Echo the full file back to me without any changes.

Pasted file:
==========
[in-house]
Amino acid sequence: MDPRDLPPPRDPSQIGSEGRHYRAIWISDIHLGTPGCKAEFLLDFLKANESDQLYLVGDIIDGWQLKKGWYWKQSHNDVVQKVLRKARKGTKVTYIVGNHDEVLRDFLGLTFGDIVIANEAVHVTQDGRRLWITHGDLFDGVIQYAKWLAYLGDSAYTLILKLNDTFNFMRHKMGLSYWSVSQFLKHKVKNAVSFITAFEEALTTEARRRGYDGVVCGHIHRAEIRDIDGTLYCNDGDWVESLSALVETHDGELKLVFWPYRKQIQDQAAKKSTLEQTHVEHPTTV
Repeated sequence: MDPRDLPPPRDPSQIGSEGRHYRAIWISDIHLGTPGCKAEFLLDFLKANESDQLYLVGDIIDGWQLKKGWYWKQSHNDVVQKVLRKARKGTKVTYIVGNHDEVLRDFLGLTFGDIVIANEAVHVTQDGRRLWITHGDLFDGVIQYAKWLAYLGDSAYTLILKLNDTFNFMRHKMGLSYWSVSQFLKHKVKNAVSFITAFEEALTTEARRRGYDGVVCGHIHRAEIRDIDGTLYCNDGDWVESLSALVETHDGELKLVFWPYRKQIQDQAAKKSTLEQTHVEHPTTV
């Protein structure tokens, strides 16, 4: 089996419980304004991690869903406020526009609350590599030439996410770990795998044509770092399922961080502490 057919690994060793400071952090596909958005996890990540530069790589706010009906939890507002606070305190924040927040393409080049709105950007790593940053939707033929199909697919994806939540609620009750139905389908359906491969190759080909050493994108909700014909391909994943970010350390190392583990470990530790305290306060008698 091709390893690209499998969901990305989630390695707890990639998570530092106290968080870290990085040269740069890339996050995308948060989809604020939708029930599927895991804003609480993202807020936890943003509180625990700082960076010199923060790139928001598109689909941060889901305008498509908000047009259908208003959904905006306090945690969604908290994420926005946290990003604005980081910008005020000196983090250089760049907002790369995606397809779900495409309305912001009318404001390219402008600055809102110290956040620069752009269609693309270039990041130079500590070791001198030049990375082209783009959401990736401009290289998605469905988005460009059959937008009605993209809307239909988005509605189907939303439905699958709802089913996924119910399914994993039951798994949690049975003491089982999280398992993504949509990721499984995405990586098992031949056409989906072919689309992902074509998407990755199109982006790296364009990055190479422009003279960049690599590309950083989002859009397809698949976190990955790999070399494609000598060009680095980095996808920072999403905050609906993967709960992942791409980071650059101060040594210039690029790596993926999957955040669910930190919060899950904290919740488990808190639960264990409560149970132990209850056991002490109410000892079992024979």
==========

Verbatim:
[in-house]
Amino acid sequence: MDPRDLPPPRDPSQIGSEGRHYRAIWISDIHLGTPGCKAEFLLDFLKANESDQLYLVGDIIDGWQLKKGWYWKQSHNDVVQKVLRKARKGTKVTYIVGNHDEVLRDFLGLTFGDIVIANEAVHVTQDGRRLWITHGDLFDGVIQYAKWLAYLGDSAYTLILKLNDTFNFMRHKMGLSYWSVSQFLKHKVKNAVSFITAFEEALTTEARRRGYDGVVCGHIHRAEIRDIDGTLYCNDGDWVESLSALVETHDGELKLVFWPYRKQIQDQAAKKSTLEQTHVEHPTTV
Repeated sequence: MDPRDLPPPRDPSQIGSEGRHYRAIWISDIHLGTPGCKAEFLLDFLKANESDQLYLVGDIIDGWQLKKGWYWKQSHNDVVQKVLRKARKGTKVTYIVGNHDEVLRDFLGLTFGDIVIANEAVHVTQDGRRLWITHGDLFDGVIQYAKWLAYLGDSAYTLILKLNDTFNFMRHKMGLSYWSVSQFLKHKVKNAVSFITAFEEALTTEARRRGYDGVVCGHIHRAEIRDIDGTLYCNDGDWVESLSALVETHDGELKLVFWPYRKQIQDQAAKKSTLEQTHVEHPTTV
């Protein structure tokens, strides 16, 4: 089996419980304004991690869903406020526009609350590599030439996410770990795998044509770092399922961080502490 057919690994060793400071952090596909958005996890990540530069790589706010009906939890507002606070305190924040927040393409080049709105950007790593940053939707033929199909697919994806939540609620009750139905389908359906491969190759080909050493994108909700014909391909994943970010350390190392583990470990530790305290306060008698 091709390893690209499998969901990305989630390695707890990639998570530092106290968080870290990085040269740069890339996050995308948060989809604020939708029930599927895991804003609480993202807020936890943003509180625990700082960076010199923060790139928001598109689909941060889901305008498509908000047009259908208003959904905006306090945690969604908290994420926005946290990003604005980081910008005020000196983090250089760049907002790369995606397809779900495409309305912001009318404001390219402008600055809102110290956040620069752009269609693309270039990041130079500590070791001198030049990375082209783009959401990736401009290289998605469905988005460009059959937008009605993209809307239909988005509605189907939303439905699958709802089913996924119910399914994993039951798994949690049975003491089982999280398992993504949509990721499984995405990586098992031949056409989906072919689309992902074509998407990755199109982006790296364009990055190479422009003279960049690599590309950083989002859009397809698949976190990955790999070399494609000598060009680095980095996808920072999403905050609906993967709960992942791409980071650059101060040594210039690029790596993926999957955040669910930190919060899950904290919740488990808190639960264990409560149970132990209850056991002490109410000892079992024979």